In my mind’s eye

Vanity: my favourite selfie. Image: Su Leslie, 2015

One-eyed selfie. Image: Su Leslie, 2014

Like many people, I don’t enjoy having my photo taken. Somehow, however much others may say they like this or that image, I seldom do. The woman I see may be wearing my clothes, jewellery and hairstyle, but that’s where the resemblance ends. She doesn’t match the mind’s-eye portrait of myself that I carry around.

Selfies are a way of partially managing this discontinuity between pixels and neurons; of controlling the flow of data from physical to electronic world.

Even then, it took about 80 shots to find one I was happy with.

As chance would have it, there is some overlap in the themes for both the Daily Post Photo Challenge (Eye Spy) and Ailsa’s Travel Theme at Where’s my Backpack (Self), and this image I think works quite well for both.

Putting yourself in the picture: how to experience art in the 21st century

#bros #beach #OMG_sculpture. Taking selfies with works of art; is this how to enjoy art in the modern world. Photo: Su Leslie, 2015.

#bros #beach #OMG_sculpture. How to enjoy art in the modern world. The sculpture is Dust by Norton Flavel. Image: Su Leslie, 2015.

My post for Sally D’s Mobile Photography Challenge is very late this week. I’ve been in Sydney to visit the Sculpture by the Sea exhibition, and found posting from my iPad more than a little challenging!

Sculpture by the Sea is an annual outdoor exhibition that locates around 100 works of three dimensional art along a stretch of coastal walkway from Bondi Beach to Tamarama Beach, Sydney*. The exhibition is free to attend and attracts many thousands of visitors — most of whom (like me) seemed to descend on it last Sunday.

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Visitors to Sculpture by the Sea, Bondi 2015, NSW, Australia. Image: Su Leslie, 2015.

Experiencing art amongst a crowd is never particularly easy. It’s almost impossible to get an uninterrupted view of a work, and as for quiet contemplation ….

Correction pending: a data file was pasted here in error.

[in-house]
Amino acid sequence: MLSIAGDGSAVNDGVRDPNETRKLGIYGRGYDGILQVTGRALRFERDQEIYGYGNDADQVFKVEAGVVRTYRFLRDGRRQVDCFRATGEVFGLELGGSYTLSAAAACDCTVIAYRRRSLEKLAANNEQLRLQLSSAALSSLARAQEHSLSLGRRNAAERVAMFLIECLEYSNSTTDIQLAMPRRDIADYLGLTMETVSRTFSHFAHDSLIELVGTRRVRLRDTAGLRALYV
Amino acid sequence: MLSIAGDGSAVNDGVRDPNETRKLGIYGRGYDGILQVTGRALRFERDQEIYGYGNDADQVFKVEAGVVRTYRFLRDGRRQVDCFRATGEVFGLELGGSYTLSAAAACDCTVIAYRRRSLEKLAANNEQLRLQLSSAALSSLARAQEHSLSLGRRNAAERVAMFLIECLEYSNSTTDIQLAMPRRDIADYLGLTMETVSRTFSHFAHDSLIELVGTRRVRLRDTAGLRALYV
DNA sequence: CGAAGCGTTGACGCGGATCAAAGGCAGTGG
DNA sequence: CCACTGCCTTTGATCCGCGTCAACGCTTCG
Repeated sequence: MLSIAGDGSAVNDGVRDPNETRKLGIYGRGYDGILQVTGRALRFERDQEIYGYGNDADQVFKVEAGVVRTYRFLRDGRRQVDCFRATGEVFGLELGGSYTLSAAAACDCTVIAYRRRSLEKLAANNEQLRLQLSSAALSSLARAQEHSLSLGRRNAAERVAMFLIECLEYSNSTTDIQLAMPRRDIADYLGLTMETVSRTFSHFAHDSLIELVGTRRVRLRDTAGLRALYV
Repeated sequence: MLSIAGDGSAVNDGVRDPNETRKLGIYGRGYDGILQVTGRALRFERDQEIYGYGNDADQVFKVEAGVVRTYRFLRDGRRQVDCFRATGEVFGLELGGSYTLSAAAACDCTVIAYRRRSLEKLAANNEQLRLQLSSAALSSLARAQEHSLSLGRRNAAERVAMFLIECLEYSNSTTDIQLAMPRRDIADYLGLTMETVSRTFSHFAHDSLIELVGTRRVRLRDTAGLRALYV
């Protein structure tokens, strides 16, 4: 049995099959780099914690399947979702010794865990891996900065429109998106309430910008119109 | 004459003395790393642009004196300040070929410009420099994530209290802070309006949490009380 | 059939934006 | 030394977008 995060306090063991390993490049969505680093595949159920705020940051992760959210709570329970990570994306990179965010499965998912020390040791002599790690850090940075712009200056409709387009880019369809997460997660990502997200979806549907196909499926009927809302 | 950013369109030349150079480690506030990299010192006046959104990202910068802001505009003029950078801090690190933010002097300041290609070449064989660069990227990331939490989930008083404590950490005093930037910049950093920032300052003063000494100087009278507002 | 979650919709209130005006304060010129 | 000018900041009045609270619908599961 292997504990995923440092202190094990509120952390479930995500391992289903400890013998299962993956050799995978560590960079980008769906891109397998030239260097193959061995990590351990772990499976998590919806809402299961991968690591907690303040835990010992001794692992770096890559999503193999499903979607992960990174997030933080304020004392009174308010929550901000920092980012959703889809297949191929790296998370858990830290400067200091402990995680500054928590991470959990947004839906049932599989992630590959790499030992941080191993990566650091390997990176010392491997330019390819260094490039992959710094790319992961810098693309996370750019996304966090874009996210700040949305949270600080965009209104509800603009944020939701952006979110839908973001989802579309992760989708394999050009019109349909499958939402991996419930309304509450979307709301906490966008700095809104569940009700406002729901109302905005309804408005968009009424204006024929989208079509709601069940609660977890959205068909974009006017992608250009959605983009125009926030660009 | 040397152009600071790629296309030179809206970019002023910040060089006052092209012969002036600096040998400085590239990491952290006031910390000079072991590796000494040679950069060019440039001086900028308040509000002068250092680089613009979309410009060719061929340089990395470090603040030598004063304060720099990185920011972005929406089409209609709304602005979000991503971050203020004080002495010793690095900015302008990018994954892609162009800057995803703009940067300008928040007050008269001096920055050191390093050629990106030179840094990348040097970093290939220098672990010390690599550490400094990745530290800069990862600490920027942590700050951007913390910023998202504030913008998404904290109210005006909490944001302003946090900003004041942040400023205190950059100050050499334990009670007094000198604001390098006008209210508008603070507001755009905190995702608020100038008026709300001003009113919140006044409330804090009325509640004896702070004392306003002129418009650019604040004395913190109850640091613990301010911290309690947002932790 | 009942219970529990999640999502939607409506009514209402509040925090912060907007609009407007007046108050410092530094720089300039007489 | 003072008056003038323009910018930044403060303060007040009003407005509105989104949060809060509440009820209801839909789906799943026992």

The flip-side of course, is that there is pleasure to be had in watching and listening to others’ enjoyment of particular works — especially children, who haven’t yet developed the self-censorship that inhibits adults.

But what I noticed about the Bondi exhibition that I didn’t see (or at least register) at last year’s NZ Sculpture OnShore exhibition in Auckland, was the huge number of visitors who seemed to regard the artworks as little more than a backdrop for their selfies. Now, as someone for whom photographing art has become a major passion (and who travelled over 2000km to Sydney to do just that), I’m hardly going to criticize other camera-wielding visitors.  But I watched group after group race up to a work, pose themselves with a smart phone at arms’ length, snap a photo and move on, barely glancing at the sculpture itself. Some posed themselves (or their children) on works — despite the prominent “do not climb on sculpture” signs — to get “better” photos.

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Did you get the shot? Tamarama Beach, NSW. Background sculpture is The Bottles, RCM Collective. Image: Su Leslie, 2015.

The experience of art is uniquely personal, and free exhibitions like Bondi make it possible for many people who would never dream of visiting a gallery to see and engage with the creative output of a large group of talented artists. How sad then, that for some visitors, the focus seemed to be on themselves as central characters in a landscape that contained so much else to appreciate.

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Flying fish, by Gillie and Marc Schattner forms the backdrop for a photo. Image: Su Leslie, 2015.

One sculpture in the exhibition specifically referenced the way mobile technologies have changed our world-view. Fabio Pietrantonio has sculpted two figures; boys playing video games on hand-held devices. Set against the backdrop of dazzling blue water, their focus entirely on the object in their hands, the work acts as a reminder of how easy it is to turn inward and ignore the beauty of the world around us.

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Figure from Fabio Pietrantonio’s Quotidanity “the brothers” Image: Su Leslie, 2015

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*There is also a sister exhibition at Cottesloe, Western Australia.

 

All new: a blast from the past

Benedan McGorry, 'Call Me I Love You' 2014. Exhibited at NZ Sculpture OnShore. Photo: Su Leslie 2014.

Brendan McGorry, ‘Call Me I Love You’ 2014. Exhibited at NZ Sculpture OnShore. Photo: Su Leslie 2014.

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Brendan McGorry, ‘Call Me I Love You’ 2014. Exhibited at NZ Sculpture OnShore. Photo: Su Leslie 2014.

Amongst the 100+ sculptures at NZ Sculpture OnShore this year, ‘Call Me I Love You‘ by Auckland artist Brendan McGorry, is proving very popular. A classic “phone box” with a twist; it has the cruciform shape of a traditional church. The smart phone inside the booth works.

Last weekend we had record crowds at the exhibition, and as I arrived I watched people queuing to experience this work of art. And all I could think was “when I was a girl, people actually did this all the time.” And for most of those queuing, it was a wholly novel experience.

And a sign of the times; people aren’t using the phone to call home … they’re taking selfies!